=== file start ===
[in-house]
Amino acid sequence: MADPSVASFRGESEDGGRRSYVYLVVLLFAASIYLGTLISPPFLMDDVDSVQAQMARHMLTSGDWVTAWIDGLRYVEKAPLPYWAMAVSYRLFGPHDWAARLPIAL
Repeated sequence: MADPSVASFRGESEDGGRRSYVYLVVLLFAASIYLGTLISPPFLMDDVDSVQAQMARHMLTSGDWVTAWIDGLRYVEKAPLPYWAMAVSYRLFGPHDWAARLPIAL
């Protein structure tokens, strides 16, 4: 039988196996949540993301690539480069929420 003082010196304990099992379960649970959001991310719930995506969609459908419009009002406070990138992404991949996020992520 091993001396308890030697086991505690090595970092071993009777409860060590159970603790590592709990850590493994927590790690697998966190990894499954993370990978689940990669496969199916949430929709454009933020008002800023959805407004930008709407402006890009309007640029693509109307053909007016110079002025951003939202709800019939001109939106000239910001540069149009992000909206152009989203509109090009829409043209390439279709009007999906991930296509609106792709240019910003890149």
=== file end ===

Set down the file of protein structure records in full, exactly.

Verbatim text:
[in-house]
Amino acid sequence: MADPSVASFRGESEDGGRRSYVYLVVLLFAASIYLGTLISPPFLMDDVDSVQAQMARHMLTSGDWVTAWIDGLRYVEKAPLPYWAMAVSYRLFGPHDWAARLPIAL
Repeated sequence: MADPSVASFRGESEDGGRRSYVYLVVLLFAASIYLGTLISPPFLMDDVDSVQAQMARHMLTSGDWVTAWIDGLRYVEKAPLPYWAMAVSYRLFGPHDWAARLPIAL
């Protein structure tokens, strides 16, 4: 039988196996949540993301690539480069929420 003082010196304990099992379960649970959001991310719930995506969609459908419009009002406070990138992404991949996020992520 091993001396308890030697086991505690090595970092071993009777409860060590159970603790590592709990850590493994927590790690697998966190990894499954993370990978689940990669496969199916949430929709454009933020008002800023959805407004930008709407402006890009309007640029693509109307053909007016110079002025951003939202709800019939001109939106000239910001540069149009992000909206152009989203509109090009829409043209390439279709009007999906991930296509609106792709240019910003890149």